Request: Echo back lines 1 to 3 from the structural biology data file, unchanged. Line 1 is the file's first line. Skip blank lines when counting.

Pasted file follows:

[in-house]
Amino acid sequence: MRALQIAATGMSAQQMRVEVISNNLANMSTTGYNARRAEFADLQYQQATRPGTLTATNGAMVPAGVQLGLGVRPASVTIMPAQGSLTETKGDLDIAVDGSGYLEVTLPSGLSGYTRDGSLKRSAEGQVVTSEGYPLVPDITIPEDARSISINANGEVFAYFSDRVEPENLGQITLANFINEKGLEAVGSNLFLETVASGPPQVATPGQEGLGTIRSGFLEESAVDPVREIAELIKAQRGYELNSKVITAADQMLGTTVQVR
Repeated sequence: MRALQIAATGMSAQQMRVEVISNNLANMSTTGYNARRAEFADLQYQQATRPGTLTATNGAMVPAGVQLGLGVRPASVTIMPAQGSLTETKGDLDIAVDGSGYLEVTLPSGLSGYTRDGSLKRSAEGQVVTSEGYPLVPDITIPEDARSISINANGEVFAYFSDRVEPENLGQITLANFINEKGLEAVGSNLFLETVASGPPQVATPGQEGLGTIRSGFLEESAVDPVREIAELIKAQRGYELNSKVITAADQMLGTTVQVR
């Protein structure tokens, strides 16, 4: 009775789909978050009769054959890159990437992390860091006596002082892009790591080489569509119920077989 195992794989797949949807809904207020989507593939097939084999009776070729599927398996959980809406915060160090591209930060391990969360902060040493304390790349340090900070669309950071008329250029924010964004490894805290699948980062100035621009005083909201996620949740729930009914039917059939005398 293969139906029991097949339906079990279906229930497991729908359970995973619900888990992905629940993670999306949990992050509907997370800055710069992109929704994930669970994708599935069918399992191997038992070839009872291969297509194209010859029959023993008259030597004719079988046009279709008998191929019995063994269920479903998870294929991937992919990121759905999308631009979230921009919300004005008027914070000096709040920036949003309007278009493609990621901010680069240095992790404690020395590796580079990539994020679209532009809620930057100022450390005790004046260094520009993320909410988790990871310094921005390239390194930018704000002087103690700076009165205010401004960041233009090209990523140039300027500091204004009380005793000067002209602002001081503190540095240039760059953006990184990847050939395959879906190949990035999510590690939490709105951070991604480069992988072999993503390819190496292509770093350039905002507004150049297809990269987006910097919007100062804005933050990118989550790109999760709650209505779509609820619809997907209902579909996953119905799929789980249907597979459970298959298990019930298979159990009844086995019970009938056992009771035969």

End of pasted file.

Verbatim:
[in-house]
Amino acid sequence: MRALQIAATGMSAQQMRVEVISNNLANMSTTGYNARRAEFADLQYQQATRPGTLTATNGAMVPAGVQLGLGVRPASVTIMPAQGSLTETKGDLDIAVDGSGYLEVTLPSGLSGYTRDGSLKRSAEGQVVTSEGYPLVPDITIPEDARSISINANGEVFAYFSDRVEPENLGQITLANFINEKGLEAVGSNLFLETVASGPPQVATPGQEGLGTIRSGFLEESAVDPVREIAELIKAQRGYELNSKVITAADQMLGTTVQVR
Repeated sequence: MRALQIAATGMSAQQMRVEVISNNLANMSTTGYNARRAEFADLQYQQATRPGTLTATNGAMVPAGVQLGLGVRPASVTIMPAQGSLTETKGDLDIAVDGSGYLEVTLPSGLSGYTRDGSLKRSAEGQVVTSEGYPLVPDITIPEDARSISINANGEVFAYFSDRVEPENLGQITLANFINEKGLEAVGSNLFLETVASGPPQVATPGQEGLGTIRSGFLEESAVDPVREIAELIKAQRGYELNSKVITAADQMLGTTVQVR